REVIEW: ‘Scarlet’ sees Doja Cat explore new frontiers, but not without missteps along the way
The rapper’s fourth outing delivers a heavy helping of bark, but lacks the bite its spider-centric cover promises
Should art be separated from the artist?
Throughout the rollout of her fourth studio album, “Scarlet,” Doja Cat prodded at this question, making inflammatory comments on her past albums and her relationship with fans — criticizing the nature of fame while intentionally courting it.
Yet throughout the retirement announcements, the disavowing of her previous work as cash grabs, the criticism of her fandom name and the changes of album title and genre, one question loomed: would the album itself live up to the levels of hype she was building?
The first single of the album, “Attention,” set expectations high. The ethereal, ominous hook and ‘90s rap verses that analyze Doja Cat’s public perception effectively address the discomfort that comes with being in the spotlight.
While criticizing her followers for focusing on antics — “but you don't really care about the music” — Doja also demonstrates self-awareness (“It needs, it seeks affection”). Artists rely on the public's attention for income, and it’s rare that the attention solely comes from the art itself.
This concept is not necessarily groundbreaking, but the use of specific personal stories in the verses lends an air of authenticity to the track. It’s certainly a new sound for Doja, but it’s also a song only she could have made.
In “Scarlet,” Doja Cat made staying true to herself a clear goal.
“This new album is more introspective, but I’m not leaning so hard into that to where it becomes boring. So I want to give stories and bops. It’s a nice mixture of both,” Doja said in an interview with Harper’s Bazaar. “I think this project is a really fun canvas for me to play with my rap skills and talk about what’s going on in my life. But I’m not abandoning who I was and what I know about pop and singing and that aspect of music.”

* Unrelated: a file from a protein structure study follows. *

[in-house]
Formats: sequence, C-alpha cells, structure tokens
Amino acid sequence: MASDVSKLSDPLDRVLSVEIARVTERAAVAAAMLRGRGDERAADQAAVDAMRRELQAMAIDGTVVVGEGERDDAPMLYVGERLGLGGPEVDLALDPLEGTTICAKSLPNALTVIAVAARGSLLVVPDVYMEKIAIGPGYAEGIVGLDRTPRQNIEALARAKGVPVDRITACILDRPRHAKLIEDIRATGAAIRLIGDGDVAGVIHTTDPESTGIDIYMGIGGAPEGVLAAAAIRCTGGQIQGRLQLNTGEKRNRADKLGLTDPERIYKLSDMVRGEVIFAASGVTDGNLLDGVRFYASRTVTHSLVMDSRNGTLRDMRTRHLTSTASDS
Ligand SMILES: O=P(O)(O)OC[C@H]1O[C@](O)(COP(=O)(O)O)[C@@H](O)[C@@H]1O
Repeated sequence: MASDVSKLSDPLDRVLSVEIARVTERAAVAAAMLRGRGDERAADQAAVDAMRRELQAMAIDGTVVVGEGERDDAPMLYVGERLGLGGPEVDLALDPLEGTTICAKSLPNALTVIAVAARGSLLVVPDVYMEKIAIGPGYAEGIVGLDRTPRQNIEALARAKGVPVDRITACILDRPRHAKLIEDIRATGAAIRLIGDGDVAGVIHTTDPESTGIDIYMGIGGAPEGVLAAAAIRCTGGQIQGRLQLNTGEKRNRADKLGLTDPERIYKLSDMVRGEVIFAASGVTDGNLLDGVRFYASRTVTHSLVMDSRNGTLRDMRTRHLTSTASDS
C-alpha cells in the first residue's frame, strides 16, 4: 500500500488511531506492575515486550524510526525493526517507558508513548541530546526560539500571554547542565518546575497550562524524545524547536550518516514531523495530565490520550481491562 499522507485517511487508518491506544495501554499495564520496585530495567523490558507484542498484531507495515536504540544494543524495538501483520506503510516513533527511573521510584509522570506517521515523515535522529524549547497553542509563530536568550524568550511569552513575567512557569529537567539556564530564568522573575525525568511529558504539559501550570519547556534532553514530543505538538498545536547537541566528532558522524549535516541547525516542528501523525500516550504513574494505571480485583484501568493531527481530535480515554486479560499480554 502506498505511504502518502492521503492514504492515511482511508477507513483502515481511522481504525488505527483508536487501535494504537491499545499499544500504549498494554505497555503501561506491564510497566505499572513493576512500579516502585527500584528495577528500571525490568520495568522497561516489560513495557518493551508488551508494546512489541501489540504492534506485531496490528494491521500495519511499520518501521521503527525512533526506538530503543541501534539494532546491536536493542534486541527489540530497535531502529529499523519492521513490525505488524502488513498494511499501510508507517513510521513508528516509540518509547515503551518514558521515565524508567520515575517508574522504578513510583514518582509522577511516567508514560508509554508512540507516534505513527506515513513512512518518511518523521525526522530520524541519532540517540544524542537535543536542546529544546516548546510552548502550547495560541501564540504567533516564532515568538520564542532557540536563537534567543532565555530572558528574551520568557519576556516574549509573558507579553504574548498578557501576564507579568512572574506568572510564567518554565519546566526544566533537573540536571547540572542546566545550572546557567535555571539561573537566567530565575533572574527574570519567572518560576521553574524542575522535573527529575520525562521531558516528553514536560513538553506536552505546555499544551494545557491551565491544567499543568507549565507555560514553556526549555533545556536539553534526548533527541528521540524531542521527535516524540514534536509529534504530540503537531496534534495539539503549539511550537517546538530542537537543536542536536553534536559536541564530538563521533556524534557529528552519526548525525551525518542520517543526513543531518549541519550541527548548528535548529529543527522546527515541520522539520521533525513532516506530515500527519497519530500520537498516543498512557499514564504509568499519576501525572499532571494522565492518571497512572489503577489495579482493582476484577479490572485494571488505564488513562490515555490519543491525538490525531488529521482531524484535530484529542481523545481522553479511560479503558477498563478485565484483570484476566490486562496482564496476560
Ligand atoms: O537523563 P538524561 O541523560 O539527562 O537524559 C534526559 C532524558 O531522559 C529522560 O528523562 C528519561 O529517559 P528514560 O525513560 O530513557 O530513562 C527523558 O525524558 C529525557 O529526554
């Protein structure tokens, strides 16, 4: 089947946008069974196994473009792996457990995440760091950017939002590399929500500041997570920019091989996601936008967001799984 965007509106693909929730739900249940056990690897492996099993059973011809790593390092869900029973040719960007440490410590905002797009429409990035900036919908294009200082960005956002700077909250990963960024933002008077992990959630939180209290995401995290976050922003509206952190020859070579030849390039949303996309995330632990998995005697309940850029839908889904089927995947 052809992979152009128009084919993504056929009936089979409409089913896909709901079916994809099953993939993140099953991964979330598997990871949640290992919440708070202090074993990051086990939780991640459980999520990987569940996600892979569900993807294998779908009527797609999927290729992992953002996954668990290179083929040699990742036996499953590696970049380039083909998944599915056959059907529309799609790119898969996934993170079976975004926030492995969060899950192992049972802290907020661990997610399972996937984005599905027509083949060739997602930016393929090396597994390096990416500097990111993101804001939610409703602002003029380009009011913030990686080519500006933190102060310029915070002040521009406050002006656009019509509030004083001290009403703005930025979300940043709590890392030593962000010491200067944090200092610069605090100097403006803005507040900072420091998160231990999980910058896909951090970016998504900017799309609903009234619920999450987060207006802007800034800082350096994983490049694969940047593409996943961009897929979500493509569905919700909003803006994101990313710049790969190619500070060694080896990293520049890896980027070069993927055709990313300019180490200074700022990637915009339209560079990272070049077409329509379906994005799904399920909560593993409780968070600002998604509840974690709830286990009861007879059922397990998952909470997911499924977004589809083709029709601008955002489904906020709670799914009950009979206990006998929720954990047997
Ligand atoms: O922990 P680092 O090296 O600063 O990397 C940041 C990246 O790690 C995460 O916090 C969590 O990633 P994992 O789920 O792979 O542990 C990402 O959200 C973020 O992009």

However, holding space for all the parts of yourself while delivering a concise, cohesive project is easier said than done.
Unfortunately, it feels like a retread of sonic ground already covered in her previous albums, but without the same exciting delivery or memorable lines. Lyrics like “I got drive, I don’t need a car” stick out like a sore thumb.
The song is followed by “Demons,” where Doja uses a flow reminiscent of Justin Bieber’s infamous “I Feel Funny” over a disorienting beat. The combination sounds wild on paper, but Doja pulls it off with an irreverent flair.
“Demons,” along with the following track, “Wet Vagina,” is where the album begins to take shape, with Doja experimenting with new styles and tackling the topic of fame, all while having fun and bringing the personality that led fans to her in the first place.
As the album continues through its 17 tracks, the luster begins to wear off. The album features no other artists, so Doja gives the sole point of view on what fame is. Her anger, instead of being a righteous call-out of fans, can at times read as petty.
The track “Love Life” is particularly egregious in this regard. As Doja Cat brags about the new things in her life, it sounds like she’s attempting to convince herself that she likes them. “I love it when my life’s like this,” she chants in the chorus, as if the more times she says it, the more true it becomes. The song could be a parody of an insecure person that Doja would have made earlier in her career, but it's played completely straight here.
Still, even among the low points, there are undeniable highlights.
In the otherworldly “Agora Hills,” Doja makes a memorable ode to her lover, complete with a relaxed Coco-and-Clair-Clair-esque flow and interjections of her speaking with a “Valley girl” accent. This delivery choice and the song title reference Doja’s celebrity-filled hometown of Los Angeles. She presents an enticing and surreal perspective on romance in the public eye.
In “Skull and Bones,” Doja counters allegations of Satanism over a silky smooth beat, (“You need to mind your business, Helga Pataki”). Although covering similar subject matter to “Paint the Town Red,” this track feels much more comfortable and lyrically inventive.
While far from a bad album, “Scarlet” finds itself in an uncomfortable position in Doja’s discography. Its best moments are when Doja intelligently toys with her audience in a way that only she can, while its worst moments make the project feel bloated and inconsistent. The album shows off her willingness to experiment, and hopefully, her future endeavors will see those experiments refined.
This article was edited by Sara Winick, Zoe Bell, Patricia McGee and Abigail Pritchard. Copy editing done by Isabelle Kravis and Olivia Citarella.